Fraudsters are exploiting loopholes in controls on training payouts to syphon off millions of pounds of public money, a report by watchdogs reveals.
The National Audit Office calls for tighter financial monitoring of the Government training programmes in the wake of its investigations into alleged irregularities.
Its report shows how unscrupulous private training providers have fraudulently claimed cash by forging certificates for national vocational qualifications.
The certificates trigger payments from training and enterprise councils, which act as local agents for the Department for Education and Employment and contract with companies who provide training.
There is also evidence of providers claiming for payments before trainees have achieved their target qualifications. Some have also claimed when trainees have not met required attendance levels.
The report's findings will come as no surprise to many involved in further education and training. Rumours are common of a variety of scams used to exploit the system of funding the Youth Training and Training for Work programmes.
Last month, the National Council for Vocational Qualifications and south London TEC launched an investigation into allegations that Sight and Sound College in South London had received thousands of pounds by falsely claiming students had passed NVQs.
An inquiry is under way at Derby Tertiary College, Wilmorton, after it was found that certificates had been claimed early for 800 students training as vocational qualification assessors.
British Technology and Education Council auditors were visiting the college this week to run a sample check of assessments, but BTEC has accepted it was an administrative problem not a fraud.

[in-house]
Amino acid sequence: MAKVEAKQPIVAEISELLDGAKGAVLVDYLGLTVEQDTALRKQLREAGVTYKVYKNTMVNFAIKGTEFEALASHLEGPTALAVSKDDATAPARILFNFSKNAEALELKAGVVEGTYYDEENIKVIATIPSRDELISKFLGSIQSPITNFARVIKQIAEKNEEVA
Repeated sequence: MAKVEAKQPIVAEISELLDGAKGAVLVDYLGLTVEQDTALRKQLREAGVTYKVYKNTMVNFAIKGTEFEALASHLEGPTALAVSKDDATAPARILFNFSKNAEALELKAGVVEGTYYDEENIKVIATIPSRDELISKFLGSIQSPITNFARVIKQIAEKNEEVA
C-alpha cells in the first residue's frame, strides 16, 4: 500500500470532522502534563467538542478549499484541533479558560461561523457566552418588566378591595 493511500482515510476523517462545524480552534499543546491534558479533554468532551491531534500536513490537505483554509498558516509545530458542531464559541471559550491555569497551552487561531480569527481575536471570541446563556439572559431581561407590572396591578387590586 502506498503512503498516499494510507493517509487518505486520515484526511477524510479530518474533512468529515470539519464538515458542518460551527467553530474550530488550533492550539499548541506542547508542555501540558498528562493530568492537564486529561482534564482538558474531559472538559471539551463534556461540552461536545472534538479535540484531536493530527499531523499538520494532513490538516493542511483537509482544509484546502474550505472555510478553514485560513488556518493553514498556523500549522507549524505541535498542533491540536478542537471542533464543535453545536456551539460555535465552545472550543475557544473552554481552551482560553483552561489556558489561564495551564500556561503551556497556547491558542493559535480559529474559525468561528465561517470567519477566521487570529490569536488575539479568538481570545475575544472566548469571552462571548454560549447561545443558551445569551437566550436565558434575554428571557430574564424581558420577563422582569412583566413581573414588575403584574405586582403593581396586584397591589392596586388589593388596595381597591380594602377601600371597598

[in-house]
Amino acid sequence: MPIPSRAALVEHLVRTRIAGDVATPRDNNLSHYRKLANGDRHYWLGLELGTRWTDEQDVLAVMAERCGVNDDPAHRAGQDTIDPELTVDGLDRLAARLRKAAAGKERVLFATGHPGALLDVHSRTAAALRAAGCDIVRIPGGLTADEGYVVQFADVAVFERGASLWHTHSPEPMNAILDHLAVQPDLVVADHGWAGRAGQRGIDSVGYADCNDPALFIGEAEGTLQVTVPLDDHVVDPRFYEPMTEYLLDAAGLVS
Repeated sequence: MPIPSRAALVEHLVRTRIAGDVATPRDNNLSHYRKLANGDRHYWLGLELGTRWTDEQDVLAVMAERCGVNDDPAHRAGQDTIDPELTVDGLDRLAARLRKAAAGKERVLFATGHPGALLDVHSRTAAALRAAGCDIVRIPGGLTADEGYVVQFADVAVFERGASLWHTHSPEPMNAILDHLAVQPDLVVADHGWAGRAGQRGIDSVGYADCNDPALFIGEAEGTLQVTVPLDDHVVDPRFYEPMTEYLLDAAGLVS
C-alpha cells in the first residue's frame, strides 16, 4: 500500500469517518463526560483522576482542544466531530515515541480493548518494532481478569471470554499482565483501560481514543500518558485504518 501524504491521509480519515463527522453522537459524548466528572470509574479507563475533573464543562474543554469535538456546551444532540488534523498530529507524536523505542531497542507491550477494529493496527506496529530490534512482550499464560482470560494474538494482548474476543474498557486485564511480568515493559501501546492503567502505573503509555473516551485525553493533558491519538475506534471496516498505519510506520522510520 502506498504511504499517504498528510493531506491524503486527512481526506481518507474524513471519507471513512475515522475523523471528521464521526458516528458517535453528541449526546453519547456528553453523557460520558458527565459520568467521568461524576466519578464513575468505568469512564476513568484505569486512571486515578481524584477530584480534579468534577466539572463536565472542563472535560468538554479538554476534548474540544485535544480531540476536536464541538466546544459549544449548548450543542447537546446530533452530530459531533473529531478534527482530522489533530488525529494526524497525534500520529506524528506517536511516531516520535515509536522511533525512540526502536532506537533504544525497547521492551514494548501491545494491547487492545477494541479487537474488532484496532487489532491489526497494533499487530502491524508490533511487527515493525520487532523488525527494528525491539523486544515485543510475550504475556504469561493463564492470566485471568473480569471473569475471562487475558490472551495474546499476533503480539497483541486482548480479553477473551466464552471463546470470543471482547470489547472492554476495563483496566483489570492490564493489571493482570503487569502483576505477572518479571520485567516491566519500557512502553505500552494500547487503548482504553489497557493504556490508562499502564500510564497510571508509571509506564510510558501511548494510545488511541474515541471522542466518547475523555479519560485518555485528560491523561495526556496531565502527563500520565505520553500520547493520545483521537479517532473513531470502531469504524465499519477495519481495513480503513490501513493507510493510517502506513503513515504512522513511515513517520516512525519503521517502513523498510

The NAO report will add weight to the arguments of those who feel there is insufficient scrutiny of private training providers.
The providers are monitored by awarding bodies, whose external verifiers are supposed to check training centres meet national standards, and by TEC monitoring teams. The report will be seen as questioning the effectiveness of those mechanisms.
This week's report acknowledges that a range of steps have already been taken by the DFEE to improve financial controls of training programmes. TECs have been told to contact samples of trainees to confirm training is taking place, and last year the department established a central record of known cases of irregularities.
TECs point to the fact that incorrect training payments have fallen from Pounds 67 million in 1989-90 to Pounds 9.4m.
The NAO study suggests the NCVQ and the awarding bodies should pass on information on suspect providers to the DFEE. It recommends the department creates a system allowing trainees or training centre employees to blow the whistle on irregular practices, and provides good practice guidance to TECs identifying problems.
It also suggests the DFEE should examine ways to arrange for awarding bodies to send TECs lists of people on Government-funded training programmes who have been awarded NVQs or other qualifications to help detect claims based on forged certificates.